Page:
Extend Your Pi - Raspberry Pi Hacks (2014)

Raspberry Pi Hacks (2014)

Chapter 6. Extend Your Pi

The real magic of the Raspberry Pi happens when you make it a part of something else. Use the GPIO to connect it to new devices ([Hack #56]). Connect Arduino shields ([Hack #58]). Add a tiny screen ([Hack #57]), numeric keypad ([Hack #60]), or heat sink ([Hack #61]). Do all of them, and make something amazing. This chapter is to help get you started taking the Pi beyond mere Linux computer into something more.

Hack 56. Control GPIO from a Web Browser

Your Raspberry Pi GPIO interface is a gateway to an entire Internet of Things. Here is a simple way to access it from a web browser.

Every day, more and more devices become network-aware, either intentionally or as a result of clever hacks. This phenomenon has many names, but the most common seems to be “Internet of Things.” You can use your Raspberry Pi to help your dumb devices get smart and join the Internet of Things.

The best way to connect your Pi to other devices is via the GPIO expansion ports. If you’re not sure what that means, go take a quick read through [Hack #14]. These digital pins will let you wire almost anything into your Raspberry Pi, but once the physical connection is made, you’ll want a framework in place to actually do something.

Eric PTAK created a REST framework and web app to control the Raspberry Pi and its GPIO through the Web. Called WebIOPi, this framework allows you to use and control your Pi’s GPIO over the Internet (or through a number of language bindings and APIs).

To install it, start with a current image of Raspbian. Then, from the running instance of Raspbian, download and install the WebIOPi code:

$ wget http://webiopi.googlecode.com/files/WebIOPi-0.6.0.tar.gz

$ tar xvzf WebIOPi-0.6.0.tar.gz

$ cd WebIOPi-0.6.0

$ sudo ./setup.sh

You might want to check the WebIOPi website to make sure that 0.6.0 is still the latest version before proceeding. If it has been updated, adjust appropriately.

The setup script (setup.sh) will download and install the necessary WebIOPi dependencies from the apt-get repositories in Raspbian, then build the code and install it into the proper locations.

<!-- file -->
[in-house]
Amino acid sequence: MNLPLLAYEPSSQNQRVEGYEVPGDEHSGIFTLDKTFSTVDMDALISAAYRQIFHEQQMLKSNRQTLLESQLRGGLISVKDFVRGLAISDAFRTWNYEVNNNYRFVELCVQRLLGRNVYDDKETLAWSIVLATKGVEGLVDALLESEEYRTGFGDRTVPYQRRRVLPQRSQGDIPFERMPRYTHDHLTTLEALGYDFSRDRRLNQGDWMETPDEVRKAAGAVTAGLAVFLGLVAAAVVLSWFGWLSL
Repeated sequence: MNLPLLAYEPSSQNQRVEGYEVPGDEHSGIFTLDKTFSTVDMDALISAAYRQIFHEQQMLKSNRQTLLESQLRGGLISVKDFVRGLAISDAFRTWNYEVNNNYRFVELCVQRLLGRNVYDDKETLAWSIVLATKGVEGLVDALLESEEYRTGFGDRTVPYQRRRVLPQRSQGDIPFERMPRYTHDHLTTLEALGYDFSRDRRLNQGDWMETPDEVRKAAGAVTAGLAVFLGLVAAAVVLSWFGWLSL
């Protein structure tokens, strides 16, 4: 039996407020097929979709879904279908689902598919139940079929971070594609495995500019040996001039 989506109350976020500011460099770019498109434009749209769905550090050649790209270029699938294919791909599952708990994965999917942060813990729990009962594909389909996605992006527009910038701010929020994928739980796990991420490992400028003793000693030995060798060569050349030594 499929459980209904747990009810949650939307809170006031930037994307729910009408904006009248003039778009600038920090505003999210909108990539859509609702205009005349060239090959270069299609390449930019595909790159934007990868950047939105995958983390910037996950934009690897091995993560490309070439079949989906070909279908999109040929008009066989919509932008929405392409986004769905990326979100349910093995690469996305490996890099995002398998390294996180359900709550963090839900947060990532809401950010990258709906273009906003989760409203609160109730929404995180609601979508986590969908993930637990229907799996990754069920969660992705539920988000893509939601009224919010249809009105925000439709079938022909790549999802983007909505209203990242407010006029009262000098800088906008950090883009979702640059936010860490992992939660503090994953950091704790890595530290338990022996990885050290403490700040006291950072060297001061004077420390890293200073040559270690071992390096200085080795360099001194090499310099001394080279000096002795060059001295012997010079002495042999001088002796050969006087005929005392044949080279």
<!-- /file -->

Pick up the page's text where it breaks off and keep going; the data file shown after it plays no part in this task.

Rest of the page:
When this finishes, you’ll have a WebIOPi service that you can run and access via a web browser. To turn it on, run:

$ sudo /etc/init.d/webiopi start

You can then connect to it from within the Raspbian session by opening a web browser and navigating to http://localhost:8000/. If you want to connect to it from a remote system, you can replace localhost with either the IP address or fully qualified hostname of the Raspberry Pi. For login credentials, the user is webiopi and the password is raspberry.

Once connected, you will be able to view a graphical representation of the Raspberry Pi GPIO header (click on the “GPIO header” link), as shown in Figure 6-1. From this page, you can swap the direction on the Input/Output pins (not on the power or Ground pins, for what are hopefully obvious reasons).

WebIOPi browser showing GPIO view

Figure 6-1. WebIOPi browser showing GPIO view

WebIOPi is capable of doing a lot more than this though. It provides a Python library that contains support for all kinds of GPIO interactions, including explicit support for digital-to-analog converters (DAC), analog-to-digital converters (ADC), common sensors, I2C, serial, and SPI devices.

Additionally, the web application itself allows you to monitor and debug these same devices and connections. It also includes Java and Javascript libraries that will enable you to make custom web (and Android) clients to interface with and remotely control devices that are connected through the Raspberry Pi GPIO.